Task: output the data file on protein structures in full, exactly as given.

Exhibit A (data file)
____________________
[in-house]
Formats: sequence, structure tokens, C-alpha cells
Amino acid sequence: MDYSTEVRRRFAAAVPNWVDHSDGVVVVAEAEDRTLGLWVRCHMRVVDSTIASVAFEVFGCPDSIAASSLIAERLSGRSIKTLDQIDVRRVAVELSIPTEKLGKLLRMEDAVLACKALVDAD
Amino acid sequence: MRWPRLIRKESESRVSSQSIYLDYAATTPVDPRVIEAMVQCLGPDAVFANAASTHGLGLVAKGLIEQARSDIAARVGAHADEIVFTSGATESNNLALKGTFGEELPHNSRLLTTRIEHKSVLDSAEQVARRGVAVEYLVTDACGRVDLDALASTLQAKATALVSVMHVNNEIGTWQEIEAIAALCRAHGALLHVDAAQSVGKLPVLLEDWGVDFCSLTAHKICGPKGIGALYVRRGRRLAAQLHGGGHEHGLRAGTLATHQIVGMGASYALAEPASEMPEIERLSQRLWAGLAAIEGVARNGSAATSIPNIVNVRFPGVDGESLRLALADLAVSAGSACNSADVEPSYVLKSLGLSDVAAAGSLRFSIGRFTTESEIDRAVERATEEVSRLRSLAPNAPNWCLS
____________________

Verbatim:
[in-house]
Formats: sequence, structure tokens, C-alpha cells
Amino acid sequence: MDYSTEVRRRFAAAVPNWVDHSDGVVVVAEAEDRTLGLWVRCHMRVVDSTIASVAFEVFGCPDSIAASSLIAERLSGRSIKTLDQIDVRRVAVELSIPTEKLGKLLRMEDAVLACKALVDAD
Amino acid sequence: MRWPRLIRKESESRVSSQSIYLDYAATTPVDPRVIEAMVQCLGPDAVFANAASTHGLGLVAKGLIEQARSDIAARVGAHADEIVFTSGATESNNLALKGTFGEELPHNSRLLTTRIEHKSVLDSAEQVARRGVAVEYLVTDACGRVDLDALASTLQAKATALVSVMHVNNEIGTWQEIEAIAALCRAHGALLHVDAAQSVGKLPVLLEDWGVDFCSLTAHKICGPKGIGALYVRRGRRLAAQLHGGGHEHGLRAGTLATHQIVGMGASYALAEPASEMPEIERLSQRLWAGLAAIEGVARNGSAATSIPNIVNVRFPGVDGESLRLALADLAVSAGSACNSADVEPSYVLKSLGLSDVAAAGSLRFSIGRFTTESEIDRAVERATEEVSRLRSLAPNAPNWCLS